Author: Alejandro ArteagaaAffiliation: Khamai Foundation, Quito, Ecuador.

Photographer: Jose VieirabAffiliation: Tropical Herping (TH), Quito, Ecuador.,cAffiliation: ExSitu, Quito, Ecuador.

How to cite? Arteaga A (2024) Drab-headed Forest-Racer (Dendrophidion prolixum). In: Arteaga A, Bustamante L, Vieira J (Eds) Reptiles of Ecuador: Life in the middle of the world. Available from: DOI: 10.47051/ATQT9112

Literature cited:

  1. Cadle JE (2012) Systematics of the Neotropical snake Dendrophidion percarinatum (Serpentes: Colubridae), with descriptions of two new species from western Colombia and Ecuador and supplementary data on Dendrophidion brunneum. Bulletin of the Museum of Comparative Zoology 160: 259–344. DOI: 10.3099/0027-4100-160.6.259
  2. Arteaga A, Bustamante L, Guayasamin JM (2013) The amphibians and reptiles of Mindo. Universidad Tecnológica Indoamérica, Quito, 257 pp.
  3. Cadle JE, Savage JM (2012) Systematics of the Dendrophidion nuchale complex (Serpentes: Colubridae) with the description of a new species from Central America. Zootaxa 3513: 1–50. DOI: 10.11646/zootaxa.3513.1.1
  4. Field notes, Reptiles of Ecuador book project.
  5. Da Costa Prudente AL, Maschio GF, Yamashina CE, Santos-Costa MC (2007) Morphology, reproductive biology and diet of Dendrophidion dendrophis (Schlegel, 1837) (Serpentes, Colubridae) in Brazilian Amazon. South American Journal of Herpetology 2: 53–58.
  6. Cadle JE (2010) Systematics, natural history, and hemipenial morphology of Dendrophidion brunneum (Günther) (Serpentes: Colubridae), a poorly known snake from the Andes of Ecuador and Peru. Zootaxa 2433: 1–24. DOI: 10.11646/zootaxa.2433.1.1
  7. Bolívar W, Gutiérrez-Cárdenas P, Castañeda MR, Velasco J (2016) Dendrophidion prolixum. The IUCN Red List of threatened species. Available from: DOI: 10.2305/IUCN.UK.2022-1.RLTS.T48328975A217808225.en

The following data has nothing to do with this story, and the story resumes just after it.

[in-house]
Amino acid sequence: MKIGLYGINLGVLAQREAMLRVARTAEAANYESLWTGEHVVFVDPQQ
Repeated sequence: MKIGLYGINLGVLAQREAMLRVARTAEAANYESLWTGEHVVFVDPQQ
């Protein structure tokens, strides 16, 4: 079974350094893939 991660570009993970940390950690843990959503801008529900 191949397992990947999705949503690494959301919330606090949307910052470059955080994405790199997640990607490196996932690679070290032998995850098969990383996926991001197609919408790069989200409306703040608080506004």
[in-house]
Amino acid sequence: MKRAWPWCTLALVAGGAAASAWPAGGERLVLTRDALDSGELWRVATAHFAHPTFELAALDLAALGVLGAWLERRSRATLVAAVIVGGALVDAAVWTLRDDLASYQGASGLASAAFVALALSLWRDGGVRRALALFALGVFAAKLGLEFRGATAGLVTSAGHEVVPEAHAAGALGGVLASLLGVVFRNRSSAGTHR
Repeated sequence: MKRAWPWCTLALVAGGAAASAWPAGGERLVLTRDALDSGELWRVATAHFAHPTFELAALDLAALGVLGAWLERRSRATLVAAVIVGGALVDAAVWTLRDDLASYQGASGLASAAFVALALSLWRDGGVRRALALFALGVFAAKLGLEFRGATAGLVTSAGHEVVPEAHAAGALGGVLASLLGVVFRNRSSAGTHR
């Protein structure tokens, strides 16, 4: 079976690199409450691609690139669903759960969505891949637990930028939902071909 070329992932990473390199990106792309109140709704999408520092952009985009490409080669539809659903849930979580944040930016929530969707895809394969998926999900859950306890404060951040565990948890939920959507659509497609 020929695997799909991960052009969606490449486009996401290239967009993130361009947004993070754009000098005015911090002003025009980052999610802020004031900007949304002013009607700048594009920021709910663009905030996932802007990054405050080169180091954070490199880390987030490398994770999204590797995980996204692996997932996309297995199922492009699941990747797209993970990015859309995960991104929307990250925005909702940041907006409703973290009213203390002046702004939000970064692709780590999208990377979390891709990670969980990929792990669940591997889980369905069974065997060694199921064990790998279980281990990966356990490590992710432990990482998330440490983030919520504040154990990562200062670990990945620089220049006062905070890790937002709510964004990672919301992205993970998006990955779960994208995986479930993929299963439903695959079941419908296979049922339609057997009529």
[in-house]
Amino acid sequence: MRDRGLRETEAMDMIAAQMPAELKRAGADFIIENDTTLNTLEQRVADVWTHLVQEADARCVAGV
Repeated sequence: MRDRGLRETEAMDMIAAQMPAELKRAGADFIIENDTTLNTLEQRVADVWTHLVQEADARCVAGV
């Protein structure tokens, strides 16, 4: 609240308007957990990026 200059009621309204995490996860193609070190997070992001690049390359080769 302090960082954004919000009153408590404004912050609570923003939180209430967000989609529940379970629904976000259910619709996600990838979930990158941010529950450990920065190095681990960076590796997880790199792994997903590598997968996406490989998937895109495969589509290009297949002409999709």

Appendix 1: Locality data used to create the distribution map of Dendrophidion prolixum in Ecuador (Fig. 2). Go to the section on symbols and abbreviations for a list of acronyms used. Asterisk (*) indicates type locality.

ColombiaCaucaQuebrada Guanguí*Cadle 2012
ColombiaChocóRío BueyCadle 2012
ColombiaNariñoQuebrada El MuertoPhoto by Juan Pablo Guerrero
ColombiaNariñoReserva Natural El PangániNaturalist; photo examined
ColombiaNariñoRicaurteCadle 2012
ColombiaRisaraldaBetween Pueblo Rico and Santa CeciliaCadle 2012
ColombiaValle del CaucaRío RaposoCadle 2012
EcuadorCarchiChicalGuerra-Correa 2020
EcuadorCarchiChinambíPhoto by Andreas Kay
EcuadorEsmeraldasCanandé ReserveThis work; Fig. 1
EcuadorEsmeraldasGualpiReptiles of Ecuador book database
EcuadorEsmeraldasItapoa ReservePhoto by Raúl Nieto
EcuadorEsmeraldasLa MayrongaTorres-Carvajal et al. 2019
EcuadorEsmeraldasLote RoseroReptiles of Ecuador book database
EcuadorEsmeraldasPlaya de OroCadle 2012
EcuadorEsmeraldasRío CachabiCadle 2012
EcuadorEsmeraldasSan Javier de CachabíCadle 2012
EcuadorEsmeraldasTundaloma LodgeReptiles of Ecuador book database
EcuadorImbaburaIntagCadle 2012
EcuadorImbaburaLa Casa de ChaviiNaturalist; photo examined
EcuadorImbaburaLitaCadle 2012
EcuadorImbaburaParambaCadle 2012
EcuadorImbaburaSendero hacia Los CedrosiNaturalist; photo examined
EcuadorPichinchaHacienda Yellow HouseiNaturalist; photo examined
EcuadorPichinchaMilpe Bird SanctuaryiNaturalist; photo examined
EcuadorPichinchaTerreno de Eric Osterman en MindoReptiles of Ecuador book database
EcuadorSanto Domingo de los TsáchilasOtongachi ReserveiNaturalist; photo examined